Moving products around during processing is an inherent need for most dairy product manufacturers. The texture and viscosity of products are not only important quality parameters, but also influence how products behave during production and processing. Therefore, they should also be an important influence on the choice of handling and treatment equipment used in the manufacturing process.

The exact requirements tend to fall into two types: those that can be pumped and transported in pipes (such as milk, cream and yogurt) and those that need to conveyed, usually by mechanical belts or similar systems (for example, solid packs of butter and ice cream).

Problems can arise because the pumps used have not been specifically designed for the application or conditions in which they are being used. It is also worth remembering that it is not just simple liquids that can be pumped. With the right equipment, a range of products, including powders, pastes and mixtures of liquids and solids (such as fruit puree), can also be pumped through suitable pipework and equipment. There are a number of advantages to this approach — in particular, the ability to avoid contamination of products during processing, as well as being able to maintain processing temperatures, viscosity, etc.


Assessing difficult products

One of the issues with pumping is the potential to damage products. This is particularly important when handling high-value viscous products such as honey, thick sauces and creams, where any losses can be financially damaging.

The viscosity of different fluids can be affected, resulting in issues such as runny or separated sauces or unwanted churning of dairy products. For materials containing solids — for example, fruit mixtures — the wrong type of pump can easily damage the solid fraction, reducing quality or, at worst, removing the very aspect of your product that you are trying to preserve.

The temperature of the product is important as physical properties will vary with temperature. Viscosity is an important consideration, too, and information on particle size is also required. The chemical composition — for example, is the material acidic? — will also need to be known so that the most cost-effective materials can be used to produce the pump.

As viscosity is a key part of the texture of food and drink, processing operations should not have an adverse effect on it. Factors such as pumping, heating, cooling and passing through pipework all have the potential to affect viscosity, with the exact effects depending both on the liquid itself and the way it is handled.


Benefits of positive-displacement pumps

As well as being designed to handle your product, the pump chosen needs to fulfill the normal requirements of food-handling equipment, including clean-in-place and sterilize-in-place operations. Depending on the range of products handled and product complexity, such operations may be required several times a day between production batches.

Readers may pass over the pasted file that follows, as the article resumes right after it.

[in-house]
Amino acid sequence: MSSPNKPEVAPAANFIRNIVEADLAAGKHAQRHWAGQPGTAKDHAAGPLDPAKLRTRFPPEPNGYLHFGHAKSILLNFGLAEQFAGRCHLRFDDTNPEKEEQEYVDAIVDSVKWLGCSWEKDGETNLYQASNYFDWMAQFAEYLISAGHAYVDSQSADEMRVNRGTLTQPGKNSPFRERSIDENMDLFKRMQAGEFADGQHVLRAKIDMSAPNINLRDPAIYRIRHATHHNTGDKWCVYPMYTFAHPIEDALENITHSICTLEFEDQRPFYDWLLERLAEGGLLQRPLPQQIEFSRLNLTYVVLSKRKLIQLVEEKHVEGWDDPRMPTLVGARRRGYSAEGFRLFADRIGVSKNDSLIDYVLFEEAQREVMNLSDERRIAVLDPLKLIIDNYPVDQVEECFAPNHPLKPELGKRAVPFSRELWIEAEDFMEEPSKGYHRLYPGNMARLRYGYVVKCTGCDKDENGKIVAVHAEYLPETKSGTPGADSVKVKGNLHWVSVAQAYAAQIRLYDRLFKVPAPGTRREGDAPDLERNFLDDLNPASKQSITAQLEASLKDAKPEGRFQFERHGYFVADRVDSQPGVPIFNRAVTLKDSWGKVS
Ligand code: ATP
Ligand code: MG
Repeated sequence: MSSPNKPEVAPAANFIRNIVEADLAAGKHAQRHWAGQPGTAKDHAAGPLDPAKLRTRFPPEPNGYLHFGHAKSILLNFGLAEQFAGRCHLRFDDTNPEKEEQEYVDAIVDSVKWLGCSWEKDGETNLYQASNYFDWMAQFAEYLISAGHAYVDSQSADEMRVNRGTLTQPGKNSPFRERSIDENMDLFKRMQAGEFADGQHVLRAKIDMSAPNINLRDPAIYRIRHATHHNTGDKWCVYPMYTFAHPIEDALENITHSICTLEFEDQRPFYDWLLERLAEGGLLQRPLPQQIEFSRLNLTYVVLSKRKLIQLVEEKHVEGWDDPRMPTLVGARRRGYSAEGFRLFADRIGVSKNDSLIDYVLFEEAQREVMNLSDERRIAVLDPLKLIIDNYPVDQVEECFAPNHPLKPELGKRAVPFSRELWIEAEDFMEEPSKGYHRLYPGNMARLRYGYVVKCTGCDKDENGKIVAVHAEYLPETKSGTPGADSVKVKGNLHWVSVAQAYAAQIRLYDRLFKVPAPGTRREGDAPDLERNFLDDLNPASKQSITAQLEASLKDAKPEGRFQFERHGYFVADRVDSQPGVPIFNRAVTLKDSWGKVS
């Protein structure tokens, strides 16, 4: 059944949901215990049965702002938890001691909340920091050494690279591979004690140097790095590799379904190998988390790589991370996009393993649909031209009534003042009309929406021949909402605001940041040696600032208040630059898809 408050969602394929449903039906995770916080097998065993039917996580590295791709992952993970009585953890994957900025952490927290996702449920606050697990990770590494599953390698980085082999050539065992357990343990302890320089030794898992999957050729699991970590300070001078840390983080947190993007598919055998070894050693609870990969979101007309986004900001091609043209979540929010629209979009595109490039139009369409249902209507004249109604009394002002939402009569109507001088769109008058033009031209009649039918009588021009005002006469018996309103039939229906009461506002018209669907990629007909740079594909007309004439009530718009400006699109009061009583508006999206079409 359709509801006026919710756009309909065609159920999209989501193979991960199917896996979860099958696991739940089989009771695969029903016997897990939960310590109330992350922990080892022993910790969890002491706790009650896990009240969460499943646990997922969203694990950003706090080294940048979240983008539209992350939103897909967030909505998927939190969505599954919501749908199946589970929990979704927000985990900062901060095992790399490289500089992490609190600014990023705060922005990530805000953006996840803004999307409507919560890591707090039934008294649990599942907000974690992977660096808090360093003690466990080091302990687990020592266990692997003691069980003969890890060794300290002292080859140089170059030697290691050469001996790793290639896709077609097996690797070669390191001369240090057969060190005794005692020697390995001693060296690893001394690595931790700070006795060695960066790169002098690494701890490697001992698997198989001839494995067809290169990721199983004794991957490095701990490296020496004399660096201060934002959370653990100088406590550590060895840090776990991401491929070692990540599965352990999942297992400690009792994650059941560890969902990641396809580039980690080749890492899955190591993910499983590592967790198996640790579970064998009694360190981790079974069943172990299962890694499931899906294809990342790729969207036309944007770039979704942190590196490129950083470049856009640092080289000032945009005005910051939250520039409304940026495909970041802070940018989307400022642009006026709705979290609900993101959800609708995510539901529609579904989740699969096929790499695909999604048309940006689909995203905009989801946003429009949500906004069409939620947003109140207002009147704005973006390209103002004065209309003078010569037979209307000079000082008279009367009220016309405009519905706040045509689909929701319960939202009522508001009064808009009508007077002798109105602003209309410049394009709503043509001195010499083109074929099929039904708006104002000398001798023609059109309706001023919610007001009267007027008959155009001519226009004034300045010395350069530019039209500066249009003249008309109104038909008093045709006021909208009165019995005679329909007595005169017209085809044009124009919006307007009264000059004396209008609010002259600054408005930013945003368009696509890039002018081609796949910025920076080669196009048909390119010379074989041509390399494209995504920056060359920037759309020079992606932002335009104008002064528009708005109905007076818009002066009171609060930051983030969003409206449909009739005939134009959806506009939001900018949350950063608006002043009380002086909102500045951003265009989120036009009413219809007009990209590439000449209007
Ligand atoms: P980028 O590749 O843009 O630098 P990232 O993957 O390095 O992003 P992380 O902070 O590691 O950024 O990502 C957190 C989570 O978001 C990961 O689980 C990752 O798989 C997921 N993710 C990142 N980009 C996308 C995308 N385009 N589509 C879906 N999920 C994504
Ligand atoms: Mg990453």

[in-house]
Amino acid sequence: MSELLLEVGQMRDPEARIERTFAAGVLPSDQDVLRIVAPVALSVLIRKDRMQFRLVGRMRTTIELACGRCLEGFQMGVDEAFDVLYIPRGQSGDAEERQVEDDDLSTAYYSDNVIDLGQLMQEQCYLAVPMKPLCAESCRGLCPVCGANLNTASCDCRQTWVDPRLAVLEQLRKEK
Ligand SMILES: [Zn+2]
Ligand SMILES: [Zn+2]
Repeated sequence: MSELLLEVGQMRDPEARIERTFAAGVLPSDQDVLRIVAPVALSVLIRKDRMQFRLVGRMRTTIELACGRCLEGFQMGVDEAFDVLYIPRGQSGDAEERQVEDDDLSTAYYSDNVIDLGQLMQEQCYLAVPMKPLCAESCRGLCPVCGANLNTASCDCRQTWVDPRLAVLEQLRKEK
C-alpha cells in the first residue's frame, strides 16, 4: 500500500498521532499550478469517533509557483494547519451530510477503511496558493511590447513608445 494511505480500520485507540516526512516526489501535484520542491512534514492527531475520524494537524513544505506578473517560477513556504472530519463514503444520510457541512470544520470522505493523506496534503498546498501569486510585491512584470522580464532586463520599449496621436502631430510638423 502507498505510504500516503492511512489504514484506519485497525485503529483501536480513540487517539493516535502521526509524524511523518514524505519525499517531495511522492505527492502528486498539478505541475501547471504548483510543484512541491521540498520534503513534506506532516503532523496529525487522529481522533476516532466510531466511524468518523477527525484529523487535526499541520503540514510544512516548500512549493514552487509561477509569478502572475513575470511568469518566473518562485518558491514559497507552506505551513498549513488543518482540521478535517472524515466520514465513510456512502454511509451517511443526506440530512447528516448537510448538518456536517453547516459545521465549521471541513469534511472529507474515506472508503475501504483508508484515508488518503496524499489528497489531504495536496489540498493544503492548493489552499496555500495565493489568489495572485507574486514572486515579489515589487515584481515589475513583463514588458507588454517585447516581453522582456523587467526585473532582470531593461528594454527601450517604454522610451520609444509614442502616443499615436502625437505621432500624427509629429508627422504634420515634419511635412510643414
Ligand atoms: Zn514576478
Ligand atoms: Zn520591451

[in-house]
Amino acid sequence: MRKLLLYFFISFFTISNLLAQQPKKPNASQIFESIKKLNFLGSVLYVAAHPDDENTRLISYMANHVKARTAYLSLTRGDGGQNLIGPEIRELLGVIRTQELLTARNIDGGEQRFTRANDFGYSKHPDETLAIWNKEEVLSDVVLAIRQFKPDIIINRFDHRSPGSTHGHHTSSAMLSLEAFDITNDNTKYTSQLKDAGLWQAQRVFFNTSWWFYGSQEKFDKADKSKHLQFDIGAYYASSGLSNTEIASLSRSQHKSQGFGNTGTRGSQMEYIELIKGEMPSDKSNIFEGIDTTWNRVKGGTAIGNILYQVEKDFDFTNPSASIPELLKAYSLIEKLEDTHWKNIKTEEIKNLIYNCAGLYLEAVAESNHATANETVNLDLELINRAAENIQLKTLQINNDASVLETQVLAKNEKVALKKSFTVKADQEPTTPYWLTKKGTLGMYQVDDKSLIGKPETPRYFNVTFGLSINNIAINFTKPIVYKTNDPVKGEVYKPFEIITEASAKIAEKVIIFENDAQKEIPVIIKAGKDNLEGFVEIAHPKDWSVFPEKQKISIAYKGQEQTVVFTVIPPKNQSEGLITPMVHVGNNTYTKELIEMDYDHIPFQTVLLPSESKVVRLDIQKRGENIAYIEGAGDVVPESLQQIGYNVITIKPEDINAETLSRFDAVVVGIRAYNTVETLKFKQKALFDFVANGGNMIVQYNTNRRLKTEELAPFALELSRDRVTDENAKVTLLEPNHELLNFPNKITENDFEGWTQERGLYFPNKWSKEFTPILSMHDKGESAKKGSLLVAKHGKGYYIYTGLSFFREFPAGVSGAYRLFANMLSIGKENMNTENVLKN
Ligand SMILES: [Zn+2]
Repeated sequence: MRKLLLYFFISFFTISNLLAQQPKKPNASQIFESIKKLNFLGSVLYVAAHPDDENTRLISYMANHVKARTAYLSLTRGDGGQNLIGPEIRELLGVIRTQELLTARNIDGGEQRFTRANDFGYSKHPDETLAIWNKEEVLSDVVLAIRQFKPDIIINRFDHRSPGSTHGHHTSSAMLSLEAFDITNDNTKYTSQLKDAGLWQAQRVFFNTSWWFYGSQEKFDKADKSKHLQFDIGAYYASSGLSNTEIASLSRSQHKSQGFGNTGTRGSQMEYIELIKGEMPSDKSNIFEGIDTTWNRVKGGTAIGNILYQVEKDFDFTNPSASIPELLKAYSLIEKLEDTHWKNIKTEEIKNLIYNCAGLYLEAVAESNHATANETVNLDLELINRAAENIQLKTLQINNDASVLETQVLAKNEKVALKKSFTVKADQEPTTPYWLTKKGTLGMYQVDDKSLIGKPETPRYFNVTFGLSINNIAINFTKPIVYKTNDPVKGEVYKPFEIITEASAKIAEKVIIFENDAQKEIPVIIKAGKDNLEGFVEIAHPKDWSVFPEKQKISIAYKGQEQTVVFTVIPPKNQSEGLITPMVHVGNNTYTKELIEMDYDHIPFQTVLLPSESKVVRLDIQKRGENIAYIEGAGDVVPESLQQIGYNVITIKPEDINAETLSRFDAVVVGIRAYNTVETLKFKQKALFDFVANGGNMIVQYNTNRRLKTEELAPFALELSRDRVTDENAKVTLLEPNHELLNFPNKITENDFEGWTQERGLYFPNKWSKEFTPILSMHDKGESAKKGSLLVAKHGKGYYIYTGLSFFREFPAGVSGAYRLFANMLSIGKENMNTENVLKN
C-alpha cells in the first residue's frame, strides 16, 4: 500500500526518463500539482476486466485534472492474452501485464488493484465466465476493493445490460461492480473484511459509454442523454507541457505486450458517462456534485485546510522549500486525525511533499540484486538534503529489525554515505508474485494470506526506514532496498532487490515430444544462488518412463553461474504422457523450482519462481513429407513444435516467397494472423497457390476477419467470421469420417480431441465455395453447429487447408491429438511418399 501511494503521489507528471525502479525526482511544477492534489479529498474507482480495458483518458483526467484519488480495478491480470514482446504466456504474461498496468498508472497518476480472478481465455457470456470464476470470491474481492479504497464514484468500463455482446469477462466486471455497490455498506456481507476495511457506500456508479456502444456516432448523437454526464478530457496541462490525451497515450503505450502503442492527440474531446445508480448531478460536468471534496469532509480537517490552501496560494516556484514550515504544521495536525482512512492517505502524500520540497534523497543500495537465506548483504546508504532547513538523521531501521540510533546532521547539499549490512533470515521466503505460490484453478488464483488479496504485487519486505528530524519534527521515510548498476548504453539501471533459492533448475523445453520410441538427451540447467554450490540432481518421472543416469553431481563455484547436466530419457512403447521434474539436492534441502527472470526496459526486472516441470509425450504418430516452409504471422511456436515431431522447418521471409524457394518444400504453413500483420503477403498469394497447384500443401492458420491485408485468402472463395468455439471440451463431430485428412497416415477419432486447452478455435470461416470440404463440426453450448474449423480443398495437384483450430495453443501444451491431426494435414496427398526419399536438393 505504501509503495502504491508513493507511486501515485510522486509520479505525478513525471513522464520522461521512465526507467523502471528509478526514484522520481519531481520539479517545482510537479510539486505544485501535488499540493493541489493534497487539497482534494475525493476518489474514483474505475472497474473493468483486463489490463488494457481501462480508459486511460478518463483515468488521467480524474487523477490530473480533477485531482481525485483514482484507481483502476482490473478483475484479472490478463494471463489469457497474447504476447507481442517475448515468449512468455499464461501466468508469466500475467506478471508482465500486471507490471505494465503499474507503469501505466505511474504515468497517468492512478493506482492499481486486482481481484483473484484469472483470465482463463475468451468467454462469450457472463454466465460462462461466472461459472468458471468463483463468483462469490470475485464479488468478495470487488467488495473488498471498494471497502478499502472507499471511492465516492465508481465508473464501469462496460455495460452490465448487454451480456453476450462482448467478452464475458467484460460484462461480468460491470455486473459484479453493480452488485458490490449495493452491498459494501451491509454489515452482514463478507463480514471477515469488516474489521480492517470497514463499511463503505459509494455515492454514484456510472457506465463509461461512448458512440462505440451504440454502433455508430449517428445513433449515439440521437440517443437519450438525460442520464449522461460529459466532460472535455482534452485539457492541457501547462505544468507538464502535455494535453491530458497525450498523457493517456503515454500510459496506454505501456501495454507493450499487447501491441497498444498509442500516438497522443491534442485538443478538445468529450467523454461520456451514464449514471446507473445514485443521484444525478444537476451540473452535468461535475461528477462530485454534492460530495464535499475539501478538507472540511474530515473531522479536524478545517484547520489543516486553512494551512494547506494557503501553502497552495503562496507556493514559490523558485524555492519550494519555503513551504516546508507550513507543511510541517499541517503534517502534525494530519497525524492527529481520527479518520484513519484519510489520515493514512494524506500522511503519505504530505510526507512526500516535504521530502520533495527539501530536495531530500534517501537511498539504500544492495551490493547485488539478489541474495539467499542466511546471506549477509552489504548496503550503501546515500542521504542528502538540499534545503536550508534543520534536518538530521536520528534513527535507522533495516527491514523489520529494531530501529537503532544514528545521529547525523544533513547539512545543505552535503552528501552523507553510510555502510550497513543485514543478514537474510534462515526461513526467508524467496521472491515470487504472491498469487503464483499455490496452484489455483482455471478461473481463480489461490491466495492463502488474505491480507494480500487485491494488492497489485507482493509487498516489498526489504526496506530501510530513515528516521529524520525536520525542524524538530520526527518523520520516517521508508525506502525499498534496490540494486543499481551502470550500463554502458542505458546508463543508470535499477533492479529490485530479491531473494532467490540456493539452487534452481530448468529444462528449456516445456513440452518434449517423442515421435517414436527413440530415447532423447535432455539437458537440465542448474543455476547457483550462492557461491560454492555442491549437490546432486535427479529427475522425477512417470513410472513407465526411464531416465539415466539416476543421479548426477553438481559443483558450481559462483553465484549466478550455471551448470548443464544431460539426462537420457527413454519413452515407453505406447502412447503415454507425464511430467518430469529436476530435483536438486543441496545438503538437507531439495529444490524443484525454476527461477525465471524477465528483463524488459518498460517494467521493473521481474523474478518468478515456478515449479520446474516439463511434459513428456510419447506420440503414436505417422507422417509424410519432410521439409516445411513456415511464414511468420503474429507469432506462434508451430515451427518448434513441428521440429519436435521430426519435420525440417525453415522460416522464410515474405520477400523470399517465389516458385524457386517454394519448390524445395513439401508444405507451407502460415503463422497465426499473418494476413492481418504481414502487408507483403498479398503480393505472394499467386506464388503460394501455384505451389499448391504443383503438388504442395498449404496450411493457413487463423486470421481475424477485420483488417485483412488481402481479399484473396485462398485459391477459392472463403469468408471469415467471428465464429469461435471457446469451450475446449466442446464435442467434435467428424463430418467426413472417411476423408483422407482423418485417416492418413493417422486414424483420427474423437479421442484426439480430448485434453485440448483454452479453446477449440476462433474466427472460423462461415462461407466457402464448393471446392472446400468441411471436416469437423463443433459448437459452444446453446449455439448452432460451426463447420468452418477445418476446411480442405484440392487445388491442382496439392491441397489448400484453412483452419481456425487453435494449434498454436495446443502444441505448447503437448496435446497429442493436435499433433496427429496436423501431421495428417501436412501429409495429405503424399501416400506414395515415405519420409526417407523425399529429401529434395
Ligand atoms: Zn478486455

Centrifugal pumps are typically used for materials such as batters, oils and beverages, while common uses for positive-displacement pumps include fruit fillings, sauces, cream, cheese and many more. More recently, new purpose-designed reciprocating positive-displacement pumps have been developed to handle very delicate and viscous foodstuffs without damage while working at high pressure in heavy-duty applications in the food and pharmaceutical industries.

Positive-displacement pumps have an expanding cavity on the suction side of the pump and a decreasing cavity on the discharge side. Liquid flows into the pump as the cavity on the suction side expands and is forced out of the discharge side as the cavity collapses.

These pumps feature a sanitary design that incorporates a separator fitted between the piston and the hydraulic chamber to ensure there is no contact between the product chamber and the hydraulic oil. Once the pump is in operation, no part that comes into contact with oil comes into contact with the product.

With a wide range of adjustable flow rates and high pressure drops (up to 435 psi), positive-displacement pumps are suitable for a wide range of high-viscosity, shear-sensitive and large particle-containing fluids, including creams, custards and fruit mixes. Models with clap valves allow pumping of whole fruits, and alternative piston pumps with pneumatic cylinders can be supplied for low-pressure applications.

Whatever foodstuff you are looking to pump, understanding its viscosity properties is the first step to specifying a system that will not result in adverse effects on the quality of your product. The good news is that the processing and packaging part of the food chain is already the most efficient, accounting for just 4% of overall food losses globally, according to “Reducing Food Loss and Waste,” a World Resources Institute publication. However, there is always room for improvement and management processes and equipment design are the two biggest tools food manufactures have at their disposal.